Lessons from Tesla's Approach to Innovation
Tesla’s innovation strategy offers lasting lessons for any innovator, especially in terms of
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There are four factors how innovators build up their innovation capital: Who you are, who you know, what you have done, your ability to draw attention to your ideas. Most notably, innovation capital is something accumulated over time through thoughtful action.
The Cybertruck is then about getting attention and proving that Tesla is one of the world's most innovative companies, specifically for the purpose of building Tesla's ability to win support from stakeholders.
Elon Musk is a master of building and using innovation capital to win support for his ideas. To gain support:
A part of Tesla's strategy, which forms the core products and requires the most investment, aims to transform an industry by paying attention not just to the product, but to the entire product ecosystem.
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Tesla (formerly Tesla Motors) was founded in 2003 and named after the famous 19th Century inventor Nikola Tesla, who is idolized by the tech community and engineers.
The current CEO of Tesla wasn’t the founder of the company and joined in 2004. His investments and lobbying provided the company with much-needed traction to build the first completely electric sports car, called the Roadster, which went into production in 2008.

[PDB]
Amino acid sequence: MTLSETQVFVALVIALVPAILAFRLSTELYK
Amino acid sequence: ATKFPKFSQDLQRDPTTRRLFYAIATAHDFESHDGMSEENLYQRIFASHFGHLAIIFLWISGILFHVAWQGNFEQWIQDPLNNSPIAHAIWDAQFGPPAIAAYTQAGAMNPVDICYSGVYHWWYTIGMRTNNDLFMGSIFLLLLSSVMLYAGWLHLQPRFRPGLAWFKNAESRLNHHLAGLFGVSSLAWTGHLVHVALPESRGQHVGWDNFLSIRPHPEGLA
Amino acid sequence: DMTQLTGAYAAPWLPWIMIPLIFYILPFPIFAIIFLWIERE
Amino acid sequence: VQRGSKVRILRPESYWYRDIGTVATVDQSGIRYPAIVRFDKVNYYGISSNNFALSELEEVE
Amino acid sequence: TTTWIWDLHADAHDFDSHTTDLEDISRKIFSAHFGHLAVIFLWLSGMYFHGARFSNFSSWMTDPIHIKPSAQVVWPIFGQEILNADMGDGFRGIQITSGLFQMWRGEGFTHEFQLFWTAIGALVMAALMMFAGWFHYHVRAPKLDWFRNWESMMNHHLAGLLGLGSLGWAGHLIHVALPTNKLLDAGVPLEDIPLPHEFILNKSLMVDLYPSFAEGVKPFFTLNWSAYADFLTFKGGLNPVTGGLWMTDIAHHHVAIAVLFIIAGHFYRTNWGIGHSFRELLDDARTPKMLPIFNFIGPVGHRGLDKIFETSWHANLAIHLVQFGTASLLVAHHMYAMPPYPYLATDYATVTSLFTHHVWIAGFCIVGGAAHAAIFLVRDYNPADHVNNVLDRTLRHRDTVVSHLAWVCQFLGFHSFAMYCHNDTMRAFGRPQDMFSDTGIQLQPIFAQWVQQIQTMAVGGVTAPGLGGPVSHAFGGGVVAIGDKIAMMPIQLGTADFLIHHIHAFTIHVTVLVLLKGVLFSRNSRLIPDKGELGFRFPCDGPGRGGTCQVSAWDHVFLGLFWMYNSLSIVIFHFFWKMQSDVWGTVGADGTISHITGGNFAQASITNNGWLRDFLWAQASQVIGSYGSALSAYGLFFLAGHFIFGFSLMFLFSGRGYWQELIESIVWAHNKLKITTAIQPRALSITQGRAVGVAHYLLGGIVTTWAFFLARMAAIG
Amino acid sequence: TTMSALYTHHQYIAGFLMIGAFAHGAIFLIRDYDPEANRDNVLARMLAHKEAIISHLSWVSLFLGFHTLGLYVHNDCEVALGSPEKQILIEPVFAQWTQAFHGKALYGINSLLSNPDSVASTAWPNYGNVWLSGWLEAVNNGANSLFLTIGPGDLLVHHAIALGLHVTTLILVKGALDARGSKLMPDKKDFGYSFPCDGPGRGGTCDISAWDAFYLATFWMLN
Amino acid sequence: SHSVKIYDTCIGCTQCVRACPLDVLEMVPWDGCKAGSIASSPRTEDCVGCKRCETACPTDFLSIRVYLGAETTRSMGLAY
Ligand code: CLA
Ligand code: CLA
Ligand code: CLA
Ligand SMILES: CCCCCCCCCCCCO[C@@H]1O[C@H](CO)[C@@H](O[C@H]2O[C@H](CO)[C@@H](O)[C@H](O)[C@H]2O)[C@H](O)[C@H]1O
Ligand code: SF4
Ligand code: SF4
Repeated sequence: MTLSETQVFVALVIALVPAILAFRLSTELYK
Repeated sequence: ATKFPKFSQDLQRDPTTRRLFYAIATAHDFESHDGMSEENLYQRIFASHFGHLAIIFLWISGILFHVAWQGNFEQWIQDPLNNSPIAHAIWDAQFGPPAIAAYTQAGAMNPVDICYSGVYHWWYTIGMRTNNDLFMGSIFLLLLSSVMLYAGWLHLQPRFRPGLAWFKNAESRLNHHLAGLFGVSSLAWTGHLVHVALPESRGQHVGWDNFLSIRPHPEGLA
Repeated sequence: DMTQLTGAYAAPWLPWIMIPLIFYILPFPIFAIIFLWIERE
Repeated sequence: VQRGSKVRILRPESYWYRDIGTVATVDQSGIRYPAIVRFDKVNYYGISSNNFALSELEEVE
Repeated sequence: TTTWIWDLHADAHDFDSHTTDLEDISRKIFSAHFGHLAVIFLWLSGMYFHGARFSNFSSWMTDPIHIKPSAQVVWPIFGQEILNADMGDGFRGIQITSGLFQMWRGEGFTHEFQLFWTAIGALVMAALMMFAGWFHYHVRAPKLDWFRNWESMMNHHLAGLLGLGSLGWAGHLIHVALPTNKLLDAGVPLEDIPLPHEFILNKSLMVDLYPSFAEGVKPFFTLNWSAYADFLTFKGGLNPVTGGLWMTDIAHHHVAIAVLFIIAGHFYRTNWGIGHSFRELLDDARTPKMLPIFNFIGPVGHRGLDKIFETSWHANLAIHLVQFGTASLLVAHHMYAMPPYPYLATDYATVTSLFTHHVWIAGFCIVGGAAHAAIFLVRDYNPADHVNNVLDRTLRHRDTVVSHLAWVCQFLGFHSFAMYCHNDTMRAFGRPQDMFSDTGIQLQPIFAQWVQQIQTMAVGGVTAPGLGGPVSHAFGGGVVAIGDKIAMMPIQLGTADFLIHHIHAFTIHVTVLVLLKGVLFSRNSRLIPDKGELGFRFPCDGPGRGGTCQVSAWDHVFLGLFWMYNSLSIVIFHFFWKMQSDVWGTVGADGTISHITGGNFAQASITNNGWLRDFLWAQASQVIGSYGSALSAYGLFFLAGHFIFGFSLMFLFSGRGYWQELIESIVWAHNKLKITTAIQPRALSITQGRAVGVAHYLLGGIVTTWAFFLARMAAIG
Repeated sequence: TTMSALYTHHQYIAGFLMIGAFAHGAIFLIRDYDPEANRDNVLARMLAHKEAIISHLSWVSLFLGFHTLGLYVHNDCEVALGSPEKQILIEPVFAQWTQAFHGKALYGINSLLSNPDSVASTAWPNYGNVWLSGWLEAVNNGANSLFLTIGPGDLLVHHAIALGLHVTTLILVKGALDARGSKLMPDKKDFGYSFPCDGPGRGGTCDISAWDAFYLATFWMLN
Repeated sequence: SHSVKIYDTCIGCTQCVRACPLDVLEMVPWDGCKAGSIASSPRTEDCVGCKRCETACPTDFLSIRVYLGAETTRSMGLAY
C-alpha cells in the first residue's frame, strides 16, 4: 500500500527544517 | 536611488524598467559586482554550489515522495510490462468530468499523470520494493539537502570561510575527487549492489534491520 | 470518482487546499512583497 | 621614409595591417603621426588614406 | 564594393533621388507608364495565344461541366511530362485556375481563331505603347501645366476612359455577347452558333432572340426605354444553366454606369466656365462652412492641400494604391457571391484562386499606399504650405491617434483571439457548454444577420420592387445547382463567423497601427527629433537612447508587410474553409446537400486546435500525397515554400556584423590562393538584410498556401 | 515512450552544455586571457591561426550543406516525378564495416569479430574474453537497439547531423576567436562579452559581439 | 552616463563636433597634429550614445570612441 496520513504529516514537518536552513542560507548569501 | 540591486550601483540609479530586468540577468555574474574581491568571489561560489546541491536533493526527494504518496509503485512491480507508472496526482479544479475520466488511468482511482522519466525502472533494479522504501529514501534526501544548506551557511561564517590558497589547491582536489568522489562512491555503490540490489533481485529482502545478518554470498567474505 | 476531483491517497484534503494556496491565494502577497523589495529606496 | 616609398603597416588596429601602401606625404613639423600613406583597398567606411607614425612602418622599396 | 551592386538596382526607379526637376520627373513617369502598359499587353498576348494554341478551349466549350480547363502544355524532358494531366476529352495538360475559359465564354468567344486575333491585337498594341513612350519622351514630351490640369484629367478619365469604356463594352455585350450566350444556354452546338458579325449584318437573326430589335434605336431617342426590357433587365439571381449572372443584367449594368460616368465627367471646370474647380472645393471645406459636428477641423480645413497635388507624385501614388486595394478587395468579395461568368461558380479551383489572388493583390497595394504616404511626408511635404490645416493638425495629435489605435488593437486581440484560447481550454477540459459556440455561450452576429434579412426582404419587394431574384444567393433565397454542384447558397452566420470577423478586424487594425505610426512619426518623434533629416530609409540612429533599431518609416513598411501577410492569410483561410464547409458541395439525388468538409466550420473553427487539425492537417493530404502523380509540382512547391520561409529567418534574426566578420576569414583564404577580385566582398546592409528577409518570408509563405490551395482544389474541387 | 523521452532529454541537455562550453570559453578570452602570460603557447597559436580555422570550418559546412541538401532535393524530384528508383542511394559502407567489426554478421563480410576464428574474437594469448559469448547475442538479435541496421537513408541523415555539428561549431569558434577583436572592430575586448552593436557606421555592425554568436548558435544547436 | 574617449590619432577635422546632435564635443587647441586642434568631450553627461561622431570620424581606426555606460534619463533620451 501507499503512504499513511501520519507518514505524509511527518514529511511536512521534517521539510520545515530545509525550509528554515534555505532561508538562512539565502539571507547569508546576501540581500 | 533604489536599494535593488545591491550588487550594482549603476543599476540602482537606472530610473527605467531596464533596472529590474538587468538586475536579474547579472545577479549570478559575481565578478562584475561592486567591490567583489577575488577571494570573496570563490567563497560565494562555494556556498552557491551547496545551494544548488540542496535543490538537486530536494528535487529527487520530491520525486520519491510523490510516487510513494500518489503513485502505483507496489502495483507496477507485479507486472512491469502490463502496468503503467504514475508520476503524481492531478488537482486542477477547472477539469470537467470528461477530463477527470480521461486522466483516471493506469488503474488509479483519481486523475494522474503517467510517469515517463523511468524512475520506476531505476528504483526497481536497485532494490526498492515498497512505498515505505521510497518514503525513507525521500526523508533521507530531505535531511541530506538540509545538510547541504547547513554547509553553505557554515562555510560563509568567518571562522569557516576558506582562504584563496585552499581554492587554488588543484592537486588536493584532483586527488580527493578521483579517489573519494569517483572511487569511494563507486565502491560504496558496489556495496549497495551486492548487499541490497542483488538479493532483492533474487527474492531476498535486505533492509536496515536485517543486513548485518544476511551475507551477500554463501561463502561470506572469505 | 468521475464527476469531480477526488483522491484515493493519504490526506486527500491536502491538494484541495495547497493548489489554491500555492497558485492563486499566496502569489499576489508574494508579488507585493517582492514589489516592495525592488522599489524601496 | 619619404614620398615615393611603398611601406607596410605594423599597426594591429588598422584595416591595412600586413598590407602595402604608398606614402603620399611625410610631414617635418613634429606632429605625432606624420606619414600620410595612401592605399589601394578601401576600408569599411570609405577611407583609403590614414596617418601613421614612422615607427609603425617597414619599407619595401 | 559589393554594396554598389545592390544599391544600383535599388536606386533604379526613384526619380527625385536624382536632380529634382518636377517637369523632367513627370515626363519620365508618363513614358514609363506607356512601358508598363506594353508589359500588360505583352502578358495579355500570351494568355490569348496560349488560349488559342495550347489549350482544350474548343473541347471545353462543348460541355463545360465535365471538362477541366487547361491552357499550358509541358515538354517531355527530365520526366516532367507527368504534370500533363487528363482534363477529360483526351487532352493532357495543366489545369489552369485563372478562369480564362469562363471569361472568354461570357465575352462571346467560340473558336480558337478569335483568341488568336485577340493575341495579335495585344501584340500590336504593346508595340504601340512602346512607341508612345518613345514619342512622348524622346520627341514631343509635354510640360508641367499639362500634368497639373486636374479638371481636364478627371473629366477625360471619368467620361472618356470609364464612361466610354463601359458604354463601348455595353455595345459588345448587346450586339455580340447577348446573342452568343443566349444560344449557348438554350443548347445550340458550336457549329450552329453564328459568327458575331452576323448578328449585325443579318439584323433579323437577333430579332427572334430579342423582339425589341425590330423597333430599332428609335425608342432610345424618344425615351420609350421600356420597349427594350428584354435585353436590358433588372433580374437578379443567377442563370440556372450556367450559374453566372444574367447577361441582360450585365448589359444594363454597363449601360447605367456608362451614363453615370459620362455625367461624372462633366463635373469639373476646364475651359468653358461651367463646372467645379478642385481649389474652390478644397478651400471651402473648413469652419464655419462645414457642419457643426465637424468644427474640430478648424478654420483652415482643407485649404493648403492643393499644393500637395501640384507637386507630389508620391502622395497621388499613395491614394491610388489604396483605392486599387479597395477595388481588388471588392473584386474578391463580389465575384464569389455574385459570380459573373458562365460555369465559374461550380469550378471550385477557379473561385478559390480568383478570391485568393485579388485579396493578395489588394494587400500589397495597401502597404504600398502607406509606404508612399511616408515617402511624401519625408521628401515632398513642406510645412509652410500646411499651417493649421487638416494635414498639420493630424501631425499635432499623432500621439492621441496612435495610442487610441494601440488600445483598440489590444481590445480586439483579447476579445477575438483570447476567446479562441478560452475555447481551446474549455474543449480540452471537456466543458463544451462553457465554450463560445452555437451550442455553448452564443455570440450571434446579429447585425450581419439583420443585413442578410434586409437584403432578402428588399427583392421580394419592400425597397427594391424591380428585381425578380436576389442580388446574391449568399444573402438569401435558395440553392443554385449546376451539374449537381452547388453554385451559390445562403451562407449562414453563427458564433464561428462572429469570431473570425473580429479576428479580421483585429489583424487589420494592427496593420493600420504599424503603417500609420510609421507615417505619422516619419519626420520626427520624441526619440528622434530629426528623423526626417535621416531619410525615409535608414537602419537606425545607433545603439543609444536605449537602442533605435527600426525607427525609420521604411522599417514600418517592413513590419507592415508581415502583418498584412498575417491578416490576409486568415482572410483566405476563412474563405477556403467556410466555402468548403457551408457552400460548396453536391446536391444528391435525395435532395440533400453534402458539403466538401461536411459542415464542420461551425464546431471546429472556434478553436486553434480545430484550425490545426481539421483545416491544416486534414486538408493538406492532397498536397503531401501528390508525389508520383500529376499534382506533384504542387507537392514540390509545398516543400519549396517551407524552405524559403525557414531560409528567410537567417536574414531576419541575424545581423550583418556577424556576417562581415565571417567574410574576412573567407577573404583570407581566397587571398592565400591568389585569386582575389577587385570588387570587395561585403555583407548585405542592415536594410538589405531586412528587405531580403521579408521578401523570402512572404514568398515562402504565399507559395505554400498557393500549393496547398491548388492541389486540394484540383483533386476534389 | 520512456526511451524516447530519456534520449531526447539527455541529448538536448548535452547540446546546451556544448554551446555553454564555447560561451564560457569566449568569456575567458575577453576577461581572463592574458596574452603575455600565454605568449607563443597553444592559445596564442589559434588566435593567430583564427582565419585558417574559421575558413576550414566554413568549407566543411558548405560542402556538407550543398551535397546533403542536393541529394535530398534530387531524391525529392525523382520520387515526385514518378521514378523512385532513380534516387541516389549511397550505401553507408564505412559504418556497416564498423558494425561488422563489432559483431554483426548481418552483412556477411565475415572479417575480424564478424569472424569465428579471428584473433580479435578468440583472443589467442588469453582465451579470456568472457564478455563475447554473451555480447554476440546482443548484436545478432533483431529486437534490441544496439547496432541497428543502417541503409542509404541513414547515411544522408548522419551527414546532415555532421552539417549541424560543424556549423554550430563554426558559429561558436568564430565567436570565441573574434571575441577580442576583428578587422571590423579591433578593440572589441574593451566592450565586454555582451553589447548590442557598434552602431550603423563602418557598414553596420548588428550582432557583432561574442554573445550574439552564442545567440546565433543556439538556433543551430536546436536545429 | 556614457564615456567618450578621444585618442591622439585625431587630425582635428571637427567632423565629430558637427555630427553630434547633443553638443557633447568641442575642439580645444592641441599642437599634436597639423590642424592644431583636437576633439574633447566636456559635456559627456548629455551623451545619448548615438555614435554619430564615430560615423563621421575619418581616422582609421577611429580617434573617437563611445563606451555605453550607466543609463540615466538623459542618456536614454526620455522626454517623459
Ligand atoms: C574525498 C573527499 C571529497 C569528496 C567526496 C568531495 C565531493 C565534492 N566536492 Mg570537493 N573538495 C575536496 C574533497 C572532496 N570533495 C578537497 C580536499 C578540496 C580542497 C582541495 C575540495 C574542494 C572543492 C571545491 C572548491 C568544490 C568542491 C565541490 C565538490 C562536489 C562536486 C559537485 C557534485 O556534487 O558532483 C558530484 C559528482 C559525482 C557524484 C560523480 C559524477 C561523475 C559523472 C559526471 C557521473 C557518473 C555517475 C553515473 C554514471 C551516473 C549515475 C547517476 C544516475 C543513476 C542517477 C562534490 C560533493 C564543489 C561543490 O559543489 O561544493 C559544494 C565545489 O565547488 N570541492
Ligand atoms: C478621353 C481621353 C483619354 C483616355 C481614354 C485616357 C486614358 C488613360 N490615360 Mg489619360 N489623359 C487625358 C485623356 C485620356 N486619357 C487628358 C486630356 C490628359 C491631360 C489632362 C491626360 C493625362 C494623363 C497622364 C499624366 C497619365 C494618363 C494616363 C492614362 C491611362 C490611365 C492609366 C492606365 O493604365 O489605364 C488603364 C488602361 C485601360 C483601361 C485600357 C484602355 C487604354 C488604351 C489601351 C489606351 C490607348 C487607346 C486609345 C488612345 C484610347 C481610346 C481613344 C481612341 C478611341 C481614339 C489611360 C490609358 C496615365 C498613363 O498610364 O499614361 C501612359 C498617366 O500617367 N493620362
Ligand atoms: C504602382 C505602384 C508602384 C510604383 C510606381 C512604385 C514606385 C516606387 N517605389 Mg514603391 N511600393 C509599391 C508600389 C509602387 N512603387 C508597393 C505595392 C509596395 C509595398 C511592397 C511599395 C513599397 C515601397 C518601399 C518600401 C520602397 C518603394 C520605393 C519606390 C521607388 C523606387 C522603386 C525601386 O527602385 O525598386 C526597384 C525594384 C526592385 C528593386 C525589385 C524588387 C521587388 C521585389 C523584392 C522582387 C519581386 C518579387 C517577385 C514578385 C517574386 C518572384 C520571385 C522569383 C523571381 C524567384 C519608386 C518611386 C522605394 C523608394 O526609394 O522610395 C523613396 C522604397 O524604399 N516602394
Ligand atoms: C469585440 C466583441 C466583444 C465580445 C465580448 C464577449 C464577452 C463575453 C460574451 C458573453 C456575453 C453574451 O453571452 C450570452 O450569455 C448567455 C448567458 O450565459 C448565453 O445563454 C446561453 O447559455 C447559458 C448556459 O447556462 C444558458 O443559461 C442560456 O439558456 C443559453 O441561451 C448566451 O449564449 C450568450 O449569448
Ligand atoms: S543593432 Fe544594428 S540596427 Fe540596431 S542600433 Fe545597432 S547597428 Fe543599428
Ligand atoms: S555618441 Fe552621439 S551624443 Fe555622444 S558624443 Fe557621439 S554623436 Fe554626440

The futuristic electric sports car was a technical marvel but out of reach for most people at USD 100,000, and also had a slow charge.
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"I tend to approach things from a physics framework. And physics teaches you to reason from first principles ra..."
Comparison thinking: comes up with solutions based on pre-existing ideas. It is the way we normally think but it also limits the solutions to possible permutations of what already exists.
First principles thinking: starts free of preconceptions by studying the fundamentals of something and then working your way to a new thing. This helps you understand complex problems.
The CEO might re-envision the way his company tackles development, by bringing in other departments that don't normally get to participate in this work, and creating incentives for original thinkin...
It may seem that practicing First Principle Thinking requires more mental energy and intellectual rigor, but it simply requires a different type of thinking and intellectual rigor.
By definition, true innovation only occurs if we start with the First Principle. To make the leap from the impossible to the possible, we can't just iterate on what already exists.
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